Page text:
Thursday, 30 September 2010
Eat Up Britain!
Britain is in a quandary – what to do with its leftovers? A throwaway society, we are experts in our wastefulness. No item, big or small, escapes landfill mountain - food, packaging, white and electrical goods. Once considered past its best, nothing is too good to be disposed of, even people. Brand new shiny models eagerly wait in line to take the place of barely used appliances. Granted, there has been progress in recent years. Recycling has become a household word, but the statistics for food waste continue to appall. 8 million tonnes of food is wasted and thrown away each year. Like the health warnings stamped on cigarette packets, figures and percentages however mean little. Britain needs visual images on a grand scale. Could a mobile Museum of Food Waste or Bin Police provide the much-needed solution to this crime?
The biggest culprits, as reported by Financial Times magazine, are single person households. Those living alone apparently waste more than the average family by not using up food or overestimating portion sizes. You can't argue with statistics they say. Fine, but as a single person, I take issue with these findings. You may be independent and contribute to society, but live alone and you're a feckless food waster. The savvy shoppers among us are single people too. Is that really so inconceivable? Being single, I naturally think I have it better. There's no spouse or child pulling on my arm, flailing around on the floor at my feet, or creating a scene down the supermarket aisles. The only pester power I have to answer to is my own incessant mind chatter. Quietening that little voice often presents a challenge in itself. Should blame however be apportioned to any one group? Aren't we all in this together?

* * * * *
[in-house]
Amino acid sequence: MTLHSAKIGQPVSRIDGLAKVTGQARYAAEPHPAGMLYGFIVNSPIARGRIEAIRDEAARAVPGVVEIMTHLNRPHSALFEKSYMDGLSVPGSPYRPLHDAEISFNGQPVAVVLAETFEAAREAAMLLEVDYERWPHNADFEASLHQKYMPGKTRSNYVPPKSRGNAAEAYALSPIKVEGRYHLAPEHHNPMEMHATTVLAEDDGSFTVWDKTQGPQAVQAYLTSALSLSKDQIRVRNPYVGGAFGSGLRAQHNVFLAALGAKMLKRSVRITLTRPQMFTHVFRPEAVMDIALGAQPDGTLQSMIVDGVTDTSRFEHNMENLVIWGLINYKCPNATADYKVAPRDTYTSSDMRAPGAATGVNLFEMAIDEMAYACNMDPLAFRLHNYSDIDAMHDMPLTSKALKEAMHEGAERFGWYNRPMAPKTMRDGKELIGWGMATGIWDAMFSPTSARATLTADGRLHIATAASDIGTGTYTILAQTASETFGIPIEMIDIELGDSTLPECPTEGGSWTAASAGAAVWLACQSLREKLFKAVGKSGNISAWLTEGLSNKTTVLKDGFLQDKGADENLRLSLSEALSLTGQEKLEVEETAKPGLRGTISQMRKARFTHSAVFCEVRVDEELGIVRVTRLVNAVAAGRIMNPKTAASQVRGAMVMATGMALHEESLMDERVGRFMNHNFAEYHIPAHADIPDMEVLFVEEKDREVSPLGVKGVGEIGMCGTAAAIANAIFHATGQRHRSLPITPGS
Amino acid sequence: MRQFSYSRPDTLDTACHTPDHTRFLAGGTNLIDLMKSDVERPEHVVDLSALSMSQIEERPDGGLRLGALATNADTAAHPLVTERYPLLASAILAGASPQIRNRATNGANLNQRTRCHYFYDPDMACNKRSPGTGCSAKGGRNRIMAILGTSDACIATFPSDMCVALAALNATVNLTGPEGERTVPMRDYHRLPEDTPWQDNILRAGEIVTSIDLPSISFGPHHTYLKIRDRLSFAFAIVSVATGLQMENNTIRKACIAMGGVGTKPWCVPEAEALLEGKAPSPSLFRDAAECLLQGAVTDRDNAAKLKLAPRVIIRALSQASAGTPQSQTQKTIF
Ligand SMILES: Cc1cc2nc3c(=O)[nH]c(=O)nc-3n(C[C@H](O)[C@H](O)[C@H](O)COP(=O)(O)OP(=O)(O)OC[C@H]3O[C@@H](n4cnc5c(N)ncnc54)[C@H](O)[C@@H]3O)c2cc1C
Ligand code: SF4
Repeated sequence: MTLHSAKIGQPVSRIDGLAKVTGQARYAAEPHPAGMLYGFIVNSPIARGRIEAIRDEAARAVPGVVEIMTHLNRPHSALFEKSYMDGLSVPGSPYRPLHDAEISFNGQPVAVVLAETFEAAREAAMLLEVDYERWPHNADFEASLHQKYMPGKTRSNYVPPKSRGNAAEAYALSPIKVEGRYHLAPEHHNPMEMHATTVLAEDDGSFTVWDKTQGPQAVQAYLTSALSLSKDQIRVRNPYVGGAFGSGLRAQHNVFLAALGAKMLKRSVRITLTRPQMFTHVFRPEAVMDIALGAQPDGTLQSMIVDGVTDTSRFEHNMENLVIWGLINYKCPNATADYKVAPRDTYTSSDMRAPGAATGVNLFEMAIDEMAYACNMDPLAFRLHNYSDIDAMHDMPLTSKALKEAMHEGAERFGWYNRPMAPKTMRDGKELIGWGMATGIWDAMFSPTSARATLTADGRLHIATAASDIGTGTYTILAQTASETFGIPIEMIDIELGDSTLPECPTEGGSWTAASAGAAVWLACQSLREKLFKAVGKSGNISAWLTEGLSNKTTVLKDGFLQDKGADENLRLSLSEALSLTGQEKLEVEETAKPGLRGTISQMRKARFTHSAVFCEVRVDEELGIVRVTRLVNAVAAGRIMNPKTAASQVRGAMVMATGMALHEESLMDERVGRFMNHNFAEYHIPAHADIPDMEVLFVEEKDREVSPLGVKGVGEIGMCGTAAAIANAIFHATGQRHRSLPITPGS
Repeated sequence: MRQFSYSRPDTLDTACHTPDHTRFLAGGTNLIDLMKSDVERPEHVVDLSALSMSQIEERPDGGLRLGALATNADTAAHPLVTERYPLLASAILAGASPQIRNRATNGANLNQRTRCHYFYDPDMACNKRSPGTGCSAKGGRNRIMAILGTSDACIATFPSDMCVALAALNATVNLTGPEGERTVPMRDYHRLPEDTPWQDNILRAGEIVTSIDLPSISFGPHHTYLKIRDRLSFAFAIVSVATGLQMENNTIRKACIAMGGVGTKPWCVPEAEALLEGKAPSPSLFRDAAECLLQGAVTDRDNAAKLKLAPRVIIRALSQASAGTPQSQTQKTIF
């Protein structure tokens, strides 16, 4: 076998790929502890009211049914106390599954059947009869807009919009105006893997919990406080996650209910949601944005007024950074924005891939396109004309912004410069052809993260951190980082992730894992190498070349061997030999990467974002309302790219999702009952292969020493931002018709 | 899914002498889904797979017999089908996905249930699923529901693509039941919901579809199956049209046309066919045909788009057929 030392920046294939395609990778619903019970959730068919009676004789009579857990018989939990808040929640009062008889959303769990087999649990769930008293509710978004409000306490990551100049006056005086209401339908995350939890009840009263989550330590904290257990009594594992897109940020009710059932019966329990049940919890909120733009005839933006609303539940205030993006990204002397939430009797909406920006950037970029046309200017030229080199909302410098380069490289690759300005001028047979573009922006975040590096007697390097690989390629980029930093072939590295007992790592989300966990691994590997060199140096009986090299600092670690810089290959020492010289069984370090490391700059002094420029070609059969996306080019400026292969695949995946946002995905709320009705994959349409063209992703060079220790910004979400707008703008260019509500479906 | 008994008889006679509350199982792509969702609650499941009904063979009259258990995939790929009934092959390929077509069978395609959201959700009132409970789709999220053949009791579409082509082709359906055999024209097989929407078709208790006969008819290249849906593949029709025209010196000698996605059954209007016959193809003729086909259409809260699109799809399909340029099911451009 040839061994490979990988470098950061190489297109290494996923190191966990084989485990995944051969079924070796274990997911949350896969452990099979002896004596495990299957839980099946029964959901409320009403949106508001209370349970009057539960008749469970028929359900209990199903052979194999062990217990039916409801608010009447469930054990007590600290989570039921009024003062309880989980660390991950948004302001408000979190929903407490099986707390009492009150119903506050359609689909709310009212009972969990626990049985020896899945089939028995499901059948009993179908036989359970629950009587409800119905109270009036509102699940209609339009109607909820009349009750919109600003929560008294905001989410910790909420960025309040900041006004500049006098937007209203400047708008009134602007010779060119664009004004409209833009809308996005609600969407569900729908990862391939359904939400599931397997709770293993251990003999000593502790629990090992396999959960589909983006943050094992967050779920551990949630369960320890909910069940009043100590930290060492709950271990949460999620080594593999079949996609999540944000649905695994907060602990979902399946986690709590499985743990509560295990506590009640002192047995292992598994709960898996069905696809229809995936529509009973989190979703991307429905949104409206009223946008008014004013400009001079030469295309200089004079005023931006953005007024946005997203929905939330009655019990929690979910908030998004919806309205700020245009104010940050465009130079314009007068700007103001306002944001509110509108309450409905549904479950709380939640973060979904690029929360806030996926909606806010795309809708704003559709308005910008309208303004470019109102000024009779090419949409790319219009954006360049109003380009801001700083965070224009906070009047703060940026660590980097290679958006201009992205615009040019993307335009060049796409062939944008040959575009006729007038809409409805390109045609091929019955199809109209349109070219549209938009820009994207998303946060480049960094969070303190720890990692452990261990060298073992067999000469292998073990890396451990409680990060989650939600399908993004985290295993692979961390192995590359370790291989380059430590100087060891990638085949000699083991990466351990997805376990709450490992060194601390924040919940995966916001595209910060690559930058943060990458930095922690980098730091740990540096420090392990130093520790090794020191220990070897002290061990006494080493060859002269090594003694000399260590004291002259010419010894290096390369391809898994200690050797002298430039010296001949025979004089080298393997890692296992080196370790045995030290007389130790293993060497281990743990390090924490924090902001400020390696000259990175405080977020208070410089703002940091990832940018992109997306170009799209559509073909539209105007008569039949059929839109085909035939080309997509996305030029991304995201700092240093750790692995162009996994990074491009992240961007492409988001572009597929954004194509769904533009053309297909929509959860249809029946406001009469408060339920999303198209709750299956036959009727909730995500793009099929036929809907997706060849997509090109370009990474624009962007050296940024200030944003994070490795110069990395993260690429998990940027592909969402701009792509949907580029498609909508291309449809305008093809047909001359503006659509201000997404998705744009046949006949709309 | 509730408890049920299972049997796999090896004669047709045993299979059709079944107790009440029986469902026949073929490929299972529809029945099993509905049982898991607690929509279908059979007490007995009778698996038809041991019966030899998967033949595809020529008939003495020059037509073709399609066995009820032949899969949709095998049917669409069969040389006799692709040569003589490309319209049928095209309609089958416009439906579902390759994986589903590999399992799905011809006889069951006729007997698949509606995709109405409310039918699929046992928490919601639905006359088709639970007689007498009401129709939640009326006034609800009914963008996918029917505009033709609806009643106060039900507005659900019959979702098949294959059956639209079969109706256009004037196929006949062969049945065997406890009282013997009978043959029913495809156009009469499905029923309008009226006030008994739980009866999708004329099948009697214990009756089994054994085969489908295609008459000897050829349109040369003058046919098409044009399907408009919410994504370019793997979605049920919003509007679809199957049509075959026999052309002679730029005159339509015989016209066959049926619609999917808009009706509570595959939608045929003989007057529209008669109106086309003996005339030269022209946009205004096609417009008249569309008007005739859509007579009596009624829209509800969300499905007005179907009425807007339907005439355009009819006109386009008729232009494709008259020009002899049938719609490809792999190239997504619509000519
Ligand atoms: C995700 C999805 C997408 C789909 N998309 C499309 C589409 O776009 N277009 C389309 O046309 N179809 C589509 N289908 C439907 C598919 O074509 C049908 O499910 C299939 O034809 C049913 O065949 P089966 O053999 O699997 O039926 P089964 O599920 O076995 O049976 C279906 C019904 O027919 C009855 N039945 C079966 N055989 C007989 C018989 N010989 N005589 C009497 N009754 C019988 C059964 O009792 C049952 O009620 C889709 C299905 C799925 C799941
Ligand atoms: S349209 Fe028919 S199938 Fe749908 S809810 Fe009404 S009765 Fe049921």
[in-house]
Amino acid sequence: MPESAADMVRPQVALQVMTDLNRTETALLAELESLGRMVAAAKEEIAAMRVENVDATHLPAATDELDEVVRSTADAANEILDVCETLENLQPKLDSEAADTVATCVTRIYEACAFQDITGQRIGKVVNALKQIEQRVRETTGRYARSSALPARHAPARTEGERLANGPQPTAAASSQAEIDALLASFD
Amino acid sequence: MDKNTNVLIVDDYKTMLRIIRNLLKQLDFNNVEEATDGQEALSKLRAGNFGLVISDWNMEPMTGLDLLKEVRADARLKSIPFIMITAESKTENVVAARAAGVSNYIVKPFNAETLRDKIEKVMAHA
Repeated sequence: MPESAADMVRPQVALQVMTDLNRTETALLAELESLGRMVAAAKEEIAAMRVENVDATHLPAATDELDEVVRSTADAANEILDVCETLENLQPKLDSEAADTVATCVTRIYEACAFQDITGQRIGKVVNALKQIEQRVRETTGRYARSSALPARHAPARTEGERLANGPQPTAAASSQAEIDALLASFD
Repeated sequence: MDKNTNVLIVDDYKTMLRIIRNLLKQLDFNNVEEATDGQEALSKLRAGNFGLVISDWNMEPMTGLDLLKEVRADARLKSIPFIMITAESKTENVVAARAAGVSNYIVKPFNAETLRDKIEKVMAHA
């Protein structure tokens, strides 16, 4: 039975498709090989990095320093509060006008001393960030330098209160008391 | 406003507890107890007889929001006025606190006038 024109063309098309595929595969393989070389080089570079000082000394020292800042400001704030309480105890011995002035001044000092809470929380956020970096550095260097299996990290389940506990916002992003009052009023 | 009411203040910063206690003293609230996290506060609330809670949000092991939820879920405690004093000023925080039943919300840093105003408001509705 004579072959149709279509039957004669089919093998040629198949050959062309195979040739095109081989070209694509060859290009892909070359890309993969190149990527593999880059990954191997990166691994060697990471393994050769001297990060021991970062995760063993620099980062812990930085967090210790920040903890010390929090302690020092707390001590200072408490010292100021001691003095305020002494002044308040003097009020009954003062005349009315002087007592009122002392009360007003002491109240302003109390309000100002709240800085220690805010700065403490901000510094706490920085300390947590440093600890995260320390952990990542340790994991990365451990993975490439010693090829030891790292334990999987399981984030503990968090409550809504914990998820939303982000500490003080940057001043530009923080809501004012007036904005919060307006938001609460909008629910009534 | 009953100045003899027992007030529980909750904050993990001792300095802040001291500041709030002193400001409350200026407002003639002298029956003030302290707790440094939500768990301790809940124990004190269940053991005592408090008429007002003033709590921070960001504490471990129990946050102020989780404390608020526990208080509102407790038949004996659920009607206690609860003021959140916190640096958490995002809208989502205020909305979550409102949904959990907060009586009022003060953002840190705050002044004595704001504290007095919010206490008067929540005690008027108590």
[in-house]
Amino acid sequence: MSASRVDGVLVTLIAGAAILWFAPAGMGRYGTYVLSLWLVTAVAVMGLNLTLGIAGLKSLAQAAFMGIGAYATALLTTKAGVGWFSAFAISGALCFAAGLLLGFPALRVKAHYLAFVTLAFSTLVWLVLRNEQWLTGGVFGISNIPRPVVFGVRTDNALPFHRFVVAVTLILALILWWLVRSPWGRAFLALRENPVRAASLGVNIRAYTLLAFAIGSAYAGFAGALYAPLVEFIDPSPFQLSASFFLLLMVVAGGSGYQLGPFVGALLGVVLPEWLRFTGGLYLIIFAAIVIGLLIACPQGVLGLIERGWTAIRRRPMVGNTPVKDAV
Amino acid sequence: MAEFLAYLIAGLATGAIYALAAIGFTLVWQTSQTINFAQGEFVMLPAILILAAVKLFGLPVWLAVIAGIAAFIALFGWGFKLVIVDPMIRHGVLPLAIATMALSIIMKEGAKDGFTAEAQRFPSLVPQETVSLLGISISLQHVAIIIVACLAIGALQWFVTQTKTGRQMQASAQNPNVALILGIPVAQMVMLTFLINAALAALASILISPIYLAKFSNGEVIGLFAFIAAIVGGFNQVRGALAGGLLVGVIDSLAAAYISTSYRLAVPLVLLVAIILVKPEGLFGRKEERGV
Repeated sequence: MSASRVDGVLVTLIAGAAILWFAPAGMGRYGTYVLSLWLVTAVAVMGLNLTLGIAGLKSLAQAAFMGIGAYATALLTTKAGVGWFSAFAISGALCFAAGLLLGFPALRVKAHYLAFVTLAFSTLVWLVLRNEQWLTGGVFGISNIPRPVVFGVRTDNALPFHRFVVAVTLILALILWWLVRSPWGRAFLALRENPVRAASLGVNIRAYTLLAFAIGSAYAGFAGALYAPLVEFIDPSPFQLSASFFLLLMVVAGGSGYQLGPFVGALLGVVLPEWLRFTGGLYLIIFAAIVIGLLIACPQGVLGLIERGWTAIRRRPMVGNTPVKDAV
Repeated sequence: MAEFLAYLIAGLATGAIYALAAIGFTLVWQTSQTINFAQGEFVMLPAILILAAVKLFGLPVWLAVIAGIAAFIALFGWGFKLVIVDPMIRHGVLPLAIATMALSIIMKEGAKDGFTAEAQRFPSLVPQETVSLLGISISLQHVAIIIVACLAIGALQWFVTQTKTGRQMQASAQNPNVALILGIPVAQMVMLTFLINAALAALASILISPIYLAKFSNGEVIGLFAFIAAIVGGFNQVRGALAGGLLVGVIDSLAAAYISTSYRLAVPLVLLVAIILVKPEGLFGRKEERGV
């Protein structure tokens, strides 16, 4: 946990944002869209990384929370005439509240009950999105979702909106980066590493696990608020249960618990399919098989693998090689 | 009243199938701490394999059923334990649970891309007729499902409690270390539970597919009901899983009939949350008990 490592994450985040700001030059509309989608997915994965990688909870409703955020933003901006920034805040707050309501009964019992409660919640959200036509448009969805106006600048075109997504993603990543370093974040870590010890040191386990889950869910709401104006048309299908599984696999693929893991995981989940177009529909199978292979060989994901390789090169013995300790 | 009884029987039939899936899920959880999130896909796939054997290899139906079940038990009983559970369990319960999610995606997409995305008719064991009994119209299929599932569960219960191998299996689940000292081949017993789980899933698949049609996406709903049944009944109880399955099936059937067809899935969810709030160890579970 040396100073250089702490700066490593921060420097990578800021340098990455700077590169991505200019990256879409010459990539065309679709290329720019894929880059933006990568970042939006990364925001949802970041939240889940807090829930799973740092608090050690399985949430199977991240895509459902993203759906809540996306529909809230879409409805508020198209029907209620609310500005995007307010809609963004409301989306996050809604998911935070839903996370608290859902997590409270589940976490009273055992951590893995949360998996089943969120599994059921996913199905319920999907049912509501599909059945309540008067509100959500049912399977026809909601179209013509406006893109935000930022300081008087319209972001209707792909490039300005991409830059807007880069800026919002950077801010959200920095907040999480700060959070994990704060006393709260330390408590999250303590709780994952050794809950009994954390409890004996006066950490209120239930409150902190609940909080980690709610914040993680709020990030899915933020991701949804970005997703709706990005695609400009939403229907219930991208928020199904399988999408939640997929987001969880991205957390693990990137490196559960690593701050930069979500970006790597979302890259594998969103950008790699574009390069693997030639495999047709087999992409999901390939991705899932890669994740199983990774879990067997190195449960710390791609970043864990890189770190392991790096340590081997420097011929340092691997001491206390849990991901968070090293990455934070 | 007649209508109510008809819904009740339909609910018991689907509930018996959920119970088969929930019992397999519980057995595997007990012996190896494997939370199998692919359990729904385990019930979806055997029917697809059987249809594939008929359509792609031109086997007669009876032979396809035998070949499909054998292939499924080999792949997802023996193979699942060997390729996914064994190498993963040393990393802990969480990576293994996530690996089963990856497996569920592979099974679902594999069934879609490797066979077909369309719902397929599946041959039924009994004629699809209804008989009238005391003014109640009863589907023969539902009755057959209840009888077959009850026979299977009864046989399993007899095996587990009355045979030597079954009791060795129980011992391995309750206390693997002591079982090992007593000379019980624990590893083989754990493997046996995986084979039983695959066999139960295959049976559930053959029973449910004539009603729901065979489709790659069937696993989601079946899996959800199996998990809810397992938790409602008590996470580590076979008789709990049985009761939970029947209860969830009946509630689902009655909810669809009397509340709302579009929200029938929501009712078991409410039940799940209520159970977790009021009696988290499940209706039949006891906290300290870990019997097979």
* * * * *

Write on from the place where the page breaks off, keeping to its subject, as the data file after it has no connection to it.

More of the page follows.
As consumers, we have to shoulder some of the blame for the food we throw out. Buy-One-Get-One-Free offers prove irresistible at times, but are they really worth the supposed saving? Do you really need that extra bunch of bananas or loaf of bread? More times than not the answer will be no. Kitchen cupboards and fridges have grown larger and so has our desire to fill these with goodies. Could the scarcity of food during the war resulted in our current need to hoard? More than likely. Irrational as it may be, there is a fear of having to make do like our ancestors before. Survival of the fittest today equates to gluttony and greed. Resourcefulness is for wimps and dissenters.
I am that dissenter. Tell supermarkets to BOGOF and buy less. Buy what you need, not what you won't use. Am I the only one that looks forward to menu planning my week? It can be fun and even involve the whole family. Waste is minimal, leftovers are magically whipped up into soups, salads, and lunches for the next day, and you don't have to think about “what's for tea”. Love food, hate waste. Revel in culinary messiness and forget about perfection. After all, a clear plate is a clear conscience.